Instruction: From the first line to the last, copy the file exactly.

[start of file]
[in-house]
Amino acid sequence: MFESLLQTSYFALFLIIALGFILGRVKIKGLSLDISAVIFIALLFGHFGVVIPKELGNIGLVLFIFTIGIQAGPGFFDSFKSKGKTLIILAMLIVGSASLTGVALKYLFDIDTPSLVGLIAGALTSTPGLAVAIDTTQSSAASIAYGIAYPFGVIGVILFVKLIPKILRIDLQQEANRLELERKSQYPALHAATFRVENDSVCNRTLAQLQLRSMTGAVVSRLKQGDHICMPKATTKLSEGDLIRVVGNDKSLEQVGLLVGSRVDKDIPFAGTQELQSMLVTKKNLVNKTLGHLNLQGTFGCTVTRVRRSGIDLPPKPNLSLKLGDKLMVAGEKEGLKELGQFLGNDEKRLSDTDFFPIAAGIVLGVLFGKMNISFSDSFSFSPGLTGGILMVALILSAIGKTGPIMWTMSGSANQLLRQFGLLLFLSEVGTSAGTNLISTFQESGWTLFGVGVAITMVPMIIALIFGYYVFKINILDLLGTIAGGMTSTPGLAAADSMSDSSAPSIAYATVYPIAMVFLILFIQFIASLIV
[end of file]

[in-house]
Amino acid sequence: MFESLLQTSYFALFLIIALGFILGRVKIKGLSLDISAVIFIALLFGHFGVVIPKELGNIGLVLFIFTIGIQAGPGFFDSFKSKGKTLIILAMLIVGSASLTGVALKYLFDIDTPSLVGLIAGALTSTPGLAVAIDTTQSSAASIAYGIAYPFGVIGVILFVKLIPKILRIDLQQEANRLELERKSQYPALHAATFRVENDSVCNRTLAQLQLRSMTGAVVSRLKQGDHICMPKATTKLSEGDLIRVVGNDKSLEQVGLLVGSRVDKDIPFAGTQELQSMLVTKKNLVNKTLGHLNLQGTFGCTVTRVRRSGIDLPPKPNLSLKLGDKLMVAGEKEGLKELGQFLGNDEKRLSDTDFFPIAAGIVLGVLFGKMNISFSDSFSFSPGLTGGILMVALILSAIGKTGPIMWTMSGSANQLLRQFGLLLFLSEVGTSAGTNLISTFQESGWTLFGVGVAITMVPMIIALIFGYYVFKINILDLLGTIAGGMTSTPGLAAADSMSDSSAPSIAYATVYPIAMVFLILFIQFIASLIV